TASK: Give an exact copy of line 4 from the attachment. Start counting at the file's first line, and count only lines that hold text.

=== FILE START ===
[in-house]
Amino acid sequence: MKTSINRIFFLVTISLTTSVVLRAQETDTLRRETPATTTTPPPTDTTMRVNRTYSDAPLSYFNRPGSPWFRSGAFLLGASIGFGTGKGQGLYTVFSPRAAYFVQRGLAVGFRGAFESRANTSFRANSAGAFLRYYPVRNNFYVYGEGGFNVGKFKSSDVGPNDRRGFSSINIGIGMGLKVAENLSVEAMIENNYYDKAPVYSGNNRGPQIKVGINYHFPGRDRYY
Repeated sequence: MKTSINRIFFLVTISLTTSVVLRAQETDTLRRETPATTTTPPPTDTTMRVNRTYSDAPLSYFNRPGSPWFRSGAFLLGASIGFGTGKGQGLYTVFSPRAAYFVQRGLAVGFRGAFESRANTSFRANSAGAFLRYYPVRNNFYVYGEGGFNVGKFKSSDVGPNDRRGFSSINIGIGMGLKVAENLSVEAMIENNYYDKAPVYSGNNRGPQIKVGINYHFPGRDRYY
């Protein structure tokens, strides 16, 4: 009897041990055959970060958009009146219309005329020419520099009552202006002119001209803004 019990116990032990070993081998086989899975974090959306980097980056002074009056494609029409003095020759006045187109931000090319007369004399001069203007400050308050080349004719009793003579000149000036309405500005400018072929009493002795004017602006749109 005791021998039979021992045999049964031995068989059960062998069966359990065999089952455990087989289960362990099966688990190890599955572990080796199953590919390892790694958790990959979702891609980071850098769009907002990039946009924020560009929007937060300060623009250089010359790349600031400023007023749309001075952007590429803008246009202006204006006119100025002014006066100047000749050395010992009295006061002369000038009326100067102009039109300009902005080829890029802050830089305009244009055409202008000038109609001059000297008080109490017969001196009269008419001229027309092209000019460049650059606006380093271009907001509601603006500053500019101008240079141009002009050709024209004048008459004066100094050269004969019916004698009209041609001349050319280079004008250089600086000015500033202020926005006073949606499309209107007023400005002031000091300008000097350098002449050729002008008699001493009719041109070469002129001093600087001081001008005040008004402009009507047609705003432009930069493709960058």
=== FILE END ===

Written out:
């Protein structure tokens, strides 16, 4: 009897041990055959970060958009009146219309005329020419520099009552202006002119001209803004 019990116990032990070993081998086989899975974090959306980097980056002074009056494609029409003095020759006045187109931000090319007369004399001069203007400050308050080349004719009793003579000149000036309405500005400018072929009493002795004017602006749109 005791021998039979021992045999049964031995068989059960062998069966359990065999089952455990087989289960362990099966688990190890599955572990080796199953590919390892790694958790990959979702891609980071850098769009907002990039946009924020560009929007937060300060623009250089010359790349600031400023007023749309001075952007590429803008246009202006204006006119100025002014006066100047000749050395010992009295006061002369000038009326100067102009039109300009902005080829890029802050830089305009244009055409202008000038109609001059000297008080109490017969001196009269008419001229027309092209000019460049650059606006380093271009907001509601603006500053500019101008240079141009002009050709024209004048008459004066100094050269004969019916004698009209041609001349050319280079004008250089600086000015500033202020926005006073949606499309209107007023400005002031000091300008000097350098002449050729002008008699001493009719041109070469002129001093600087001081001008005040008004402009009507047609705003432009930069493709960058």